Football fans chant anti-Basij slogans on May 12 in the Azadi Stadium in Tehran. Screenshot of this video.
In an astonishing turn of events, Iranian police forcefully evicted members of the hardline Basij militia from a Tehran stadium during a football match earlier this month. Even more surprising is the fact that the stadium’s audience booed the militiamen, at the risk of angering one of the most feared and brutal armed groups in the country.
The scene took place during an Asian Champion’s League football match opposing Saudi Arabia’s Al Ittihad and Tehran’s Persepolis on May 3. A group of several hundred Basiji stormed the stands to chant anti-Saudi slogans. This line is nothing new in Iran, whose official branch of Shiite Islam has long been at loggerheads with the Sunni form of Islam practiced in Saudi Arabia.
Unexpectedly, however, police in the stadium intervened to stop the Basij demonstration and evict the protesters. When the militiamen resisted, a struggle broke out
, and several Basiji were badly beaten by police.
A week later, some two hundred Basiji again went on the offensive during a match between Riyadh's Al Nassr FC team and Tehran's Esteghlal. Although the police did not intervene, this time the whole stadium erupted in chants of "Basij, shame on you, get out of this stadium."
Basij supporters chant slogans against the Saudi regime in Arabic to ensure their message will be understood by everyone in the Arab world. In this footage, the Bahraini flag is being waved.
"Iranians are sick and tired of hearing the same anti-West and anti-Saudi slogans that have been chanted for the past 30 years."
Ali X is a former journalist who lives in Tehran.
I do not recall police ever attacking the Basij militia before. This militia is paid by the state to defend the Islamic regime. It is even more surprising that the police used force against them and that some Basiji were actually beaten.
This may be explained by the exceptionally tense relationship
between Iran and other Gulf countries at present, and the fact that [Iranian president Mahmud] Ahmadinejad is trying to tone things down. Before the football match, the president specifically ordered that politics should stay out of the stadium. The government is very worried that the international media, who are covering the championship, may focus on this kind of incident to discuss Iranian politics in a bad light.
The day after this incident, the Iranian parliament officially condemned the treatment of the Basiji at the hands of the police. As a result, when the Basiji launched a new tirade during a match the following week, the police did not dare intervene. But this time, the Iranian Estaghlal supporters booed, and the whole stadium began to chant anti-Basij and anti-government slogans. [In the video, the chant "Not Gaza, not Lebanon, my life for Iran" can be clearly heard. This slogan is a condemnation of Tehrans’ support for Hamas in Gaza and Hezbollah in Lebanon].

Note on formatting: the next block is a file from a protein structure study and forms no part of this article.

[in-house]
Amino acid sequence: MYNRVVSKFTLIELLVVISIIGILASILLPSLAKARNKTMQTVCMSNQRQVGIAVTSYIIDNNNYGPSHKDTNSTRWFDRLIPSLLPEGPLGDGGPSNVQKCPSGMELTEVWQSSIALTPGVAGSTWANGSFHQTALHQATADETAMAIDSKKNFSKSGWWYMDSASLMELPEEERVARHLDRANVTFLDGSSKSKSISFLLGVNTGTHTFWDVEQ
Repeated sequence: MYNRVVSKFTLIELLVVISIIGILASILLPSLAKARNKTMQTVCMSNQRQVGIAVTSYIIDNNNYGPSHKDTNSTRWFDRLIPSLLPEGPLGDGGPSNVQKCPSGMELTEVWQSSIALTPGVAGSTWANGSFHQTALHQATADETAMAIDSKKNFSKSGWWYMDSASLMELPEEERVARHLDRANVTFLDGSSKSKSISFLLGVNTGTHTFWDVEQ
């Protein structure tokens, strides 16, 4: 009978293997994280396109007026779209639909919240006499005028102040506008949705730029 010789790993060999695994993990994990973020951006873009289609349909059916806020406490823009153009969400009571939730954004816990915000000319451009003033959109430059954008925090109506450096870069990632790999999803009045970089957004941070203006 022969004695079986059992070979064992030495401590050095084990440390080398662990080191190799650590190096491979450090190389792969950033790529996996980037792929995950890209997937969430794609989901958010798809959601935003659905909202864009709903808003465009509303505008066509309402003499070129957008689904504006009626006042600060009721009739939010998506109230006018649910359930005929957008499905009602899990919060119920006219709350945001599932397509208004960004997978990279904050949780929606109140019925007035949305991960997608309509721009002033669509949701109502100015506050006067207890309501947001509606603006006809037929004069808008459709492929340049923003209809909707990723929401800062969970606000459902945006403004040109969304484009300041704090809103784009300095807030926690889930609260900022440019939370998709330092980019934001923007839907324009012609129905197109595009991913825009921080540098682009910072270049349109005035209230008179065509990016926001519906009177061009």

For just a few seconds, everyone could watch, live, as the whole stadium chanted anti-Basij slogans.
It’s the first time that Esteghlal supporters have reacted like this. Even the team’s coach publicly condemned the Basiji’s actions. This demonstrates that the Islamist militia is absolutely not supported by the population. I also think that Iranians are sick and tired of hearing the same anti-West or anti-Saudi slogans that have been chanted for the past 30 years, instead of seeing the government tackle the very real economic problems our country is facing.
Fans chants "Basij, shame on you! Get out of this stadium!" Video posted on YouTube by enemywhipe.
The crazy thing is that this match was broadcast live, whereas normally on Iranian television there is a one minute delay for important matches in case anything needs to be cut. The result was that, for just a few seconds, everyone could watch, live, as the whole stadium chanted anti-Basij slogans.
"This incident has to be put into the context of the battle of wills between the leaders in Iran"
Iran has two parallel power structures; that of Ahmadinejad and that of Ayatollah Khamenei, the Supreme Leader of the revolution. These two have had a very tense relationship
recently. The Basij militia obey the supreme leader. Even if they did not explicitly mention Ahmadinejad, their action could be taken as a provocation against the president in the context of this power struggle. Indeed, the fact that the parliament condemned the police violence against the Basij was not by chance, parliament is one of Khamenei’s main supporters."
Protesters chant "Not Gaza, not Lebanon, my life for Iran" a slogan which condemns the authorites' support for Hamas in Gaza and Hezbollah in Lebanon. Posted on YouTube by UNITY4IRAN.
On leaving the stadium, supporters continue
Post written in collaboration with Ségolène Malterre, journalist at France 24.